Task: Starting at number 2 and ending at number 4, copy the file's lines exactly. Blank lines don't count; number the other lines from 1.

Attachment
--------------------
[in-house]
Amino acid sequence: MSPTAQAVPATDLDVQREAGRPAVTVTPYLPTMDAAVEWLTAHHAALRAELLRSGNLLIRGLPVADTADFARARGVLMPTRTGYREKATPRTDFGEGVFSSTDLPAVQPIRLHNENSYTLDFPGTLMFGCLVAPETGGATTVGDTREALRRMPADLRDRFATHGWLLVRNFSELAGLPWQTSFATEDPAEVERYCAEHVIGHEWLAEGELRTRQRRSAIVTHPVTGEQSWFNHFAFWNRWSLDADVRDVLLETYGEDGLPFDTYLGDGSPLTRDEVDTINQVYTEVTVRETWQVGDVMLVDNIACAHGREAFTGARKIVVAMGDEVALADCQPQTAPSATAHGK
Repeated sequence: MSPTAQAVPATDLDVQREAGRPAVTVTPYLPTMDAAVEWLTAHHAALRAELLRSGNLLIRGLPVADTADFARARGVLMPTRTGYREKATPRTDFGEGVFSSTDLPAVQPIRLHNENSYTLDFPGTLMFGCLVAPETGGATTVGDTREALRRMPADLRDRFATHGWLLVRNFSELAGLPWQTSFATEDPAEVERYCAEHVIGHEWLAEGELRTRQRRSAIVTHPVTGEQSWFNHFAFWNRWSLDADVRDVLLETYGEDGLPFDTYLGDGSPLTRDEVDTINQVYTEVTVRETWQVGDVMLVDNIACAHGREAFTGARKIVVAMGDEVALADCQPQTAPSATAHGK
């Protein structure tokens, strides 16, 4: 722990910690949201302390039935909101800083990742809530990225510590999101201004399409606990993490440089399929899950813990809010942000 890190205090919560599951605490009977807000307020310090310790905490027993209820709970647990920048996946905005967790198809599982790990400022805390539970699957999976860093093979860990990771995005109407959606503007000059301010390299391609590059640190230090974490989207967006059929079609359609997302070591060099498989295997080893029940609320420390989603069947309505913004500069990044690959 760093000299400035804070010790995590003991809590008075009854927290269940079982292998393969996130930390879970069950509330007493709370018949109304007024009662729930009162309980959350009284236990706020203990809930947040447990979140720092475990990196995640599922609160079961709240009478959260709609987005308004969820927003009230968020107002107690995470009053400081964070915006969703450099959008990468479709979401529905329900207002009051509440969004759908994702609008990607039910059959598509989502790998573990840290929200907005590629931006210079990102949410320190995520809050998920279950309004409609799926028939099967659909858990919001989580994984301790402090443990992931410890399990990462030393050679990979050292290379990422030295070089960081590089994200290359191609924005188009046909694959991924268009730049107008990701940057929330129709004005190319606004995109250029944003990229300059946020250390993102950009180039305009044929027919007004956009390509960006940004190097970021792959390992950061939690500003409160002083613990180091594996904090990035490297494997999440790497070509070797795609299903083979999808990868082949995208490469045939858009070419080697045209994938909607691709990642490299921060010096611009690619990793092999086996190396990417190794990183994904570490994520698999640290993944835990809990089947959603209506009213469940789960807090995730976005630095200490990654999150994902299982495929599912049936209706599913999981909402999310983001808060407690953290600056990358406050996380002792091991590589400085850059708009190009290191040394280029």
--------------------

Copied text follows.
Amino acid sequence: MSPTAQAVPATDLDVQREAGRPAVTVTPYLPTMDAAVEWLTAHHAALRAELLRSGNLLIRGLPVADTADFARARGVLMPTRTGYREKATPRTDFGEGVFSSTDLPAVQPIRLHNENSYTLDFPGTLMFGCLVAPETGGATTVGDTREALRRMPADLRDRFATHGWLLVRNFSELAGLPWQTSFATEDPAEVERYCAEHVIGHEWLAEGELRTRQRRSAIVTHPVTGEQSWFNHFAFWNRWSLDADVRDVLLETYGEDGLPFDTYLGDGSPLTRDEVDTINQVYTEVTVRETWQVGDVMLVDNIACAHGREAFTGARKIVVAMGDEVALADCQPQTAPSATAHGK
Repeated sequence: MSPTAQAVPATDLDVQREAGRPAVTVTPYLPTMDAAVEWLTAHHAALRAELLRSGNLLIRGLPVADTADFARARGVLMPTRTGYREKATPRTDFGEGVFSSTDLPAVQPIRLHNENSYTLDFPGTLMFGCLVAPETGGATTVGDTREALRRMPADLRDRFATHGWLLVRNFSELAGLPWQTSFATEDPAEVERYCAEHVIGHEWLAEGELRTRQRRSAIVTHPVTGEQSWFNHFAFWNRWSLDADVRDVLLETYGEDGLPFDTYLGDGSPLTRDEVDTINQVYTEVTVRETWQVGDVMLVDNIACAHGREAFTGARKIVVAMGDEVALADCQPQTAPSATAHGK
């Protein structure tokens, strides 16, 4: 722990910690949201302390039935909101800083990742809530990225510590999101201004399409606990993490440089399929899950813990809010942000 890190205090919560599951605490009977807000307020310090310790905490027993209820709970647990920048996946905005967790198809599982790990400022805390539970699957999976860093093979860990990771995005109407959606503007000059301010390299391609590059640190230090974490989207967006059929079609359609997302070591060099498989295997080893029940609320420390989603069947309505913004500069990044690959 760093000299400035804070010790995590003991809590008075009854927290269940079982292998393969996130930390879970069950509330007493709370018949109304007024009662729930009162309980959350009284236990706020203990809930947040447990979140720092475990990196995640599922609160079961709240009478959260709609987005308004969820927003009230968020107002107690995470009053400081964070915006969703450099959008990468479709979401529905329900207002009051509440969004759908994702609008990607039910059959598509989502790998573990840290929200907005590629931006210079990102949410320190995520809050998920279950309004409609799926028939099967659909858990919001989580994984301790402090443990992931410890399990990462030393050679990979050292290379990422030295070089960081590089994200290359191609924005188009046909694959991924268009730049107008990701940057929330129709004005190319606004995109250029944003990229300059946020250390993102950009180039305009044929027919007004956009390509960006940004190097970021792959390992950061939690500003409160002083613990180091594996904090990035490297494997999440790497070509070797795609299903083979999808990868082949995208490469045939858009070419080697045209994938909607691709990642490299921060010096611009690619990793092999086996190396990417190794990183994904570490994520698999640290993944835990809990089947959603209506009213469940789960807090995730976005630095200490990654999150994902299982495929599912049936209706599913999981909402999310983001808060407690953290600056990358406050996380002792091991590589400085850059708009190009290191040394280029």